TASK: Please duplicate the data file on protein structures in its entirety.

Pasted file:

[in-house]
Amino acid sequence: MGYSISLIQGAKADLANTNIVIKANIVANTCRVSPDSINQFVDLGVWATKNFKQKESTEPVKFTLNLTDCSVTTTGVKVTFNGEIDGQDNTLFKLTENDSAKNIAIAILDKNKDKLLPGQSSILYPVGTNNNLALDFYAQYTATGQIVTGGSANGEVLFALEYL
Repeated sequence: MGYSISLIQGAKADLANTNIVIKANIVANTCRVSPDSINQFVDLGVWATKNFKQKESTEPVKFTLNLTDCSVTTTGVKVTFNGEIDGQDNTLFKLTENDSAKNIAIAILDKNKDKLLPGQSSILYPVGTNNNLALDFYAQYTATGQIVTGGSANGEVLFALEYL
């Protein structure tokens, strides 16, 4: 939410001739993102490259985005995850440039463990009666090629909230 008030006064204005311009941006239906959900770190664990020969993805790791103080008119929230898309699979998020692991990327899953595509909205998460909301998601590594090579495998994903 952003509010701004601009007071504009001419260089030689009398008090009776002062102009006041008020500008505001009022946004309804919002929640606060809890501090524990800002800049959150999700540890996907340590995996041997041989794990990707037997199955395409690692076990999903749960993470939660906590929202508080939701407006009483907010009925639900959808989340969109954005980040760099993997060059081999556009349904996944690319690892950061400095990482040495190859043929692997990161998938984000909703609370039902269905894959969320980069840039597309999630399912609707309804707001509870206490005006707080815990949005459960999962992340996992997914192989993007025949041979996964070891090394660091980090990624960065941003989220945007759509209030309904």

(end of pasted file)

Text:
[in-house]
Amino acid sequence: MGYSISLIQGAKADLANTNIVIKANIVANTCRVSPDSINQFVDLGVWATKNFKQKESTEPVKFTLNLTDCSVTTTGVKVTFNGEIDGQDNTLFKLTENDSAKNIAIAILDKNKDKLLPGQSSILYPVGTNNNLALDFYAQYTATGQIVTGGSANGEVLFALEYL
Repeated sequence: MGYSISLIQGAKADLANTNIVIKANIVANTCRVSPDSINQFVDLGVWATKNFKQKESTEPVKFTLNLTDCSVTTTGVKVTFNGEIDGQDNTLFKLTENDSAKNIAIAILDKNKDKLLPGQSSILYPVGTNNNLALDFYAQYTATGQIVTGGSANGEVLFALEYL
């Protein structure tokens, strides 16, 4: 939410001739993102490259985005995850440039463990009666090629909230 008030006064204005311009941006239906959900770190664990020969993805790791103080008119929230898309699979998020692991990327899953595509909205998460909301998601590594090579495998994903 952003509010701004601009007071504009001419260089030689009398008090009776002062102009006041008020500008505001009022946004309804919002929640606060809890501090524990800002800049959150999700540890996907340590995996041997041989794990990707037997199955395409690692076990999903749960993470939660906590929202508080939701407006009483907010009925639900959808989340969109954005980040760099993997060059081999556009349904996944690319690892950061400095990482040495190859043929692997990161998938984000909703609370039902269905894959969320980069840039597309999630399912609707309804707001509870206490005006707080815990949005459960999962992340996992997914192989993007025949041979996964070891090394660091980090990624960065941003989220945007759509209030309904």